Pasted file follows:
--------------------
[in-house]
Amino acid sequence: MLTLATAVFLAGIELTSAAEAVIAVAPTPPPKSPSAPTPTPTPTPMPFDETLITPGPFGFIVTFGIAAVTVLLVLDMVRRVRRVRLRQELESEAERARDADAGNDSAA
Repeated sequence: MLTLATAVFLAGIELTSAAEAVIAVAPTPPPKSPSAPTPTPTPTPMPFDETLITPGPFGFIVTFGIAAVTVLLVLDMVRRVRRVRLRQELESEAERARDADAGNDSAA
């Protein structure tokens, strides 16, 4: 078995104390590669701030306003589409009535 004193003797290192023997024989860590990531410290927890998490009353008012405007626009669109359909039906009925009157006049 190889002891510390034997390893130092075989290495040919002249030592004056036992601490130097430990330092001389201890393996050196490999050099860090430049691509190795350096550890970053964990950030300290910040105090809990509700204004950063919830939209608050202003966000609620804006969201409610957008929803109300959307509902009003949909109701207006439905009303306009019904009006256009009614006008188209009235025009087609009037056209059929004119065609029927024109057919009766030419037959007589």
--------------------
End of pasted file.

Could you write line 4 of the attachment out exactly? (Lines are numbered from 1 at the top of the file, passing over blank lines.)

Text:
């Protein structure tokens, strides 16, 4: 078995104390590669701030306003589409009535 004193003797290192023997024989860590990531410290927890998490009353008012405007626009669109359909039906009925009157006049 190889002891510390034997390893130092075989290495040919002249030592004056036992601490130097430990330092001389201890393996050196490999050099860090430049691509190795350096550890970053964990950030300290910040105090809990509700204004950063919830939209608050202003966000609620804006969201409610957008929803109300959307509902009003949909109701207006439905009303306009019904009006256009009614006008188209009235025009087609009037056209059929004119065609029927024109057919009766030419037959007589």